And then Harry T. Moore slipped from both history and memory. After memorial services and failed criminal investigations, the story was lost. The civil rights revolution reshaped America (though not as profoundly as proponents hoped and more profoundly than opponents wished) but neither Moore's pioneering efforts nor his brutal murder were mentioned much. 1954 and 1955 became the birth years of the movement with Emmett Till as its first martyr and Martin Luther King as its first hero. The struggles always took place in the Deep South, as Birmingham, Montgomery, and Selma took their places as shrines to the cause. Never Florida, never Harry T. Moore. Ben Green's book provides a valuable corrective to the now traditional story of the civil rights movement. After reading this book, we cannot talk about this era in American history without at least thinking of Harry T. Moore--and Ben Green deserves much credit for taking Moore out of the shadows and placing him in the center of the movement. More than a biography of Moore, this book makes an effort to rethink the traditional chronology and geography of civil rights activism. Harry T. Moore was instrumental in getting blacks to vote in Florida over a full decade before the Voting Rights Act of 1965. His challenges to institutional racism, especially his questioning of the issues involved in the Groveland case, were some of the most eloquent appeals made for black equality. And Moore's presence in Florida reminds us that the Sunshine State was more than a tourist destination in the 1950s--it was an integral part of the Solid South, a backward-looking racist region where control was maintained by the brute force of lawmen like Willis McCall.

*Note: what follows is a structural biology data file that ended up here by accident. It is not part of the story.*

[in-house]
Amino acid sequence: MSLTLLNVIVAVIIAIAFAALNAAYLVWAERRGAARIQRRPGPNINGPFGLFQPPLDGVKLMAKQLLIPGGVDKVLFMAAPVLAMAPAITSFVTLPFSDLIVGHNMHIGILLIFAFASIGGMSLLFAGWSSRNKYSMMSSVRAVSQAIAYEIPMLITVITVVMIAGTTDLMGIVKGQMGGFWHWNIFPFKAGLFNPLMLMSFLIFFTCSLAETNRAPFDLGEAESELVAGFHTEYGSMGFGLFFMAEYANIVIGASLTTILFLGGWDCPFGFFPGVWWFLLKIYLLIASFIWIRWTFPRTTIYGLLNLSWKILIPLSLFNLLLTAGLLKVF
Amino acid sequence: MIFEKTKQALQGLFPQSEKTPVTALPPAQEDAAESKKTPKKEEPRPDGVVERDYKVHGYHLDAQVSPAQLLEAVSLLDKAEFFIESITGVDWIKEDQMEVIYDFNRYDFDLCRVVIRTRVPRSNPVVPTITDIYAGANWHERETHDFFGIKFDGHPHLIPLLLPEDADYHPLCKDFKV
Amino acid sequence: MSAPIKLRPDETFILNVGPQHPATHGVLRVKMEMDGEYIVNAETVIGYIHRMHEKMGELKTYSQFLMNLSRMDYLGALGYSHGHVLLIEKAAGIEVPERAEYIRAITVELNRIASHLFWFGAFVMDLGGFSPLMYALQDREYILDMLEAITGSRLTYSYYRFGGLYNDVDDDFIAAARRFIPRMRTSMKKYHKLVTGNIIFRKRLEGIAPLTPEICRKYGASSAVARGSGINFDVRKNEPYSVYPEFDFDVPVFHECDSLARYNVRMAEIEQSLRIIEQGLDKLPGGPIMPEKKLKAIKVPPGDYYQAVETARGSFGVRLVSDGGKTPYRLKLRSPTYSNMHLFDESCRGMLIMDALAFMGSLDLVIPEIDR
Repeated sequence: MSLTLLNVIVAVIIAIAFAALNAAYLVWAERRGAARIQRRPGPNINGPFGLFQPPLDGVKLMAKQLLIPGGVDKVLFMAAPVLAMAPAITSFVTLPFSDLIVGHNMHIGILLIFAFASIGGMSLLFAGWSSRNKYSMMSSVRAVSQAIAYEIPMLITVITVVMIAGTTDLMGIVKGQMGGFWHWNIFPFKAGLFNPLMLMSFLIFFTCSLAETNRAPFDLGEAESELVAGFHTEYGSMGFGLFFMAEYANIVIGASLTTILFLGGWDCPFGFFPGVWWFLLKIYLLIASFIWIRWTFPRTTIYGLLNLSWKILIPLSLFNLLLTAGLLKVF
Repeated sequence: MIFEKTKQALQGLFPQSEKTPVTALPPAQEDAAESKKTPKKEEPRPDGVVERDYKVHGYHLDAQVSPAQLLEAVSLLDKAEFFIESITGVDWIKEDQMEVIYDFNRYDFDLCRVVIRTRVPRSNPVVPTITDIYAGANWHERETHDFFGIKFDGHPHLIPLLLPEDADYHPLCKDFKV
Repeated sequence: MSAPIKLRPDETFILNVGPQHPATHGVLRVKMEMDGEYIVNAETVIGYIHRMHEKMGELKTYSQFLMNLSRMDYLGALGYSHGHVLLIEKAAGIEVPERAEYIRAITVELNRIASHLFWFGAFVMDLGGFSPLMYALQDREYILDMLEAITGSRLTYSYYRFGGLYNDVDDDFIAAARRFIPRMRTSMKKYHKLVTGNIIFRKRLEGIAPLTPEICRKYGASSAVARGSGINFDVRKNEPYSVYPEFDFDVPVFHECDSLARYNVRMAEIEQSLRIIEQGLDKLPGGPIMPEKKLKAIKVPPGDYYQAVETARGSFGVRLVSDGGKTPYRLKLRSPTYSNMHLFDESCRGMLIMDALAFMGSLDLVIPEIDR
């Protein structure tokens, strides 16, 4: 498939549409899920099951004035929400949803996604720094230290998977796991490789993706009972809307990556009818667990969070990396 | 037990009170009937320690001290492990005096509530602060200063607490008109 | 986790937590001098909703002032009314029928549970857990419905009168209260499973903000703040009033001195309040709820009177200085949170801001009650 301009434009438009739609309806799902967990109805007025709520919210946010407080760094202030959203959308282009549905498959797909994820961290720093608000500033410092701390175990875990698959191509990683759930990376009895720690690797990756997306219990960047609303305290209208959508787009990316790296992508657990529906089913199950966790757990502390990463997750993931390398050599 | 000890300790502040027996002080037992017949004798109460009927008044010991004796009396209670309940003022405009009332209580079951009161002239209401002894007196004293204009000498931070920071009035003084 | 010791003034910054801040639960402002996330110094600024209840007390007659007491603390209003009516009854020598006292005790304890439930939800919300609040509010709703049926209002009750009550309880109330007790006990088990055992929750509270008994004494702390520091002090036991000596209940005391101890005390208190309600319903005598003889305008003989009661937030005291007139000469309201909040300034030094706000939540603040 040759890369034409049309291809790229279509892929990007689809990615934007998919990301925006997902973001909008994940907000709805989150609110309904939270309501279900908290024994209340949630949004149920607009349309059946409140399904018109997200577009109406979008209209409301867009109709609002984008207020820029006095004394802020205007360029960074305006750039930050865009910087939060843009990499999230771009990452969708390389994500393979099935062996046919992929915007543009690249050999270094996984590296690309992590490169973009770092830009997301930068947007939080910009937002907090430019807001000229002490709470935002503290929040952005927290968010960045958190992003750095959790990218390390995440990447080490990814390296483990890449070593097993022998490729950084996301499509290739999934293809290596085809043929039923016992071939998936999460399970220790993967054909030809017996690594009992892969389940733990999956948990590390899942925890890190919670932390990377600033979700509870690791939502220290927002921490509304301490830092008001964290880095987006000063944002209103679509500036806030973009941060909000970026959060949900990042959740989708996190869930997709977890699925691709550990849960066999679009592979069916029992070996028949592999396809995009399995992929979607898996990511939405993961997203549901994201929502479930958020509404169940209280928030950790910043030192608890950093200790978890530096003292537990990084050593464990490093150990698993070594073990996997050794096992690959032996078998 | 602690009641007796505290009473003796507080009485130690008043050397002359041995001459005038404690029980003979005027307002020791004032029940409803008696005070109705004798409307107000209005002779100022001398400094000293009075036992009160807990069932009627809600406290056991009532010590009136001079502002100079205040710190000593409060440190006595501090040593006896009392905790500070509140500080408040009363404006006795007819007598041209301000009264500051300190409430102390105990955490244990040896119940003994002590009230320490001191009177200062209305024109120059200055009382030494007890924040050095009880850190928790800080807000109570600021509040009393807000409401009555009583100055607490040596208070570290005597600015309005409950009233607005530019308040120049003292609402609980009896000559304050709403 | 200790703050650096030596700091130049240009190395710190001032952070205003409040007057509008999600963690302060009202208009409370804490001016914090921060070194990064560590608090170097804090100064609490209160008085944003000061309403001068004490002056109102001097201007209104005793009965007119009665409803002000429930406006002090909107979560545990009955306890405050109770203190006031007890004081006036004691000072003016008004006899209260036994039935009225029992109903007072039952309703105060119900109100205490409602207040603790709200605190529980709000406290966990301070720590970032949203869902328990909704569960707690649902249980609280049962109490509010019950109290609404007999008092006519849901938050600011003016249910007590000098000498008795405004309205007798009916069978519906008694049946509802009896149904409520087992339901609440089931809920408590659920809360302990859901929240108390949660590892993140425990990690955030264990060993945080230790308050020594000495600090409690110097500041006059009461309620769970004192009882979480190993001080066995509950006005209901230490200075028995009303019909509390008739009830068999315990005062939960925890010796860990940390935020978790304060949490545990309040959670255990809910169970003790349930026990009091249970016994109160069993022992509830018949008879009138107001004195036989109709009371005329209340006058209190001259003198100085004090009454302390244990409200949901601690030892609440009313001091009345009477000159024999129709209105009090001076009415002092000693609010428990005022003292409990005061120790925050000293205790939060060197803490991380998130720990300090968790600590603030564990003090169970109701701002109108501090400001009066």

In this summer of 2005, the state of Florida reopened the still-unsolved case of the murder of Harry T. Moore. Attorney General Charlie Crist has posted a $25,000 reward "for information leading to the identification of the perpetrators of the Christmas 1951 bombing murders of civil rights pioneer Harry T. Moore and his wife Harriette." This book, along with the PBS documentary film "Freedom Never Dies: The Legacy of Harry T. Moore," were instrumental in getting the state to attempt to solve the case. Green spends much of the last fifty pages of the book speculating on who killed Harry T. Moore. He concludes it probably was a group of Orange County Klansmen, centered in Sanford, who pulled off the killing. Who authorized it and paid for it, and its relation to the Groveland case, remains open to speculation. Willis McCall died in 1994, still unrepentant for his role in the Groveland shootings and still denying any involvement in the death of Harry T. Moore. By the time of his death, McCall was an anachronism, a throw-back to a time when justice in Florida meant justice for whites only. It says much about how far Florida has come regarding racial justice when one sees that the new Brevard County courthouse was named after Harry T. Moore. It also say much about how far Florida still has to go to really achieve racial equality when one realizes that Harry T. Moore's killers have never been brought to justice nearly 54 years after he was murdered. Ben Green's book, fleshing out the life of the man he calls "America's first Civil Rights martyr," should be required reading for all Floridians, as a sobering lesson that (in Moore's own words) "Freedom never descends upon a people--it is always bought with a price" (161).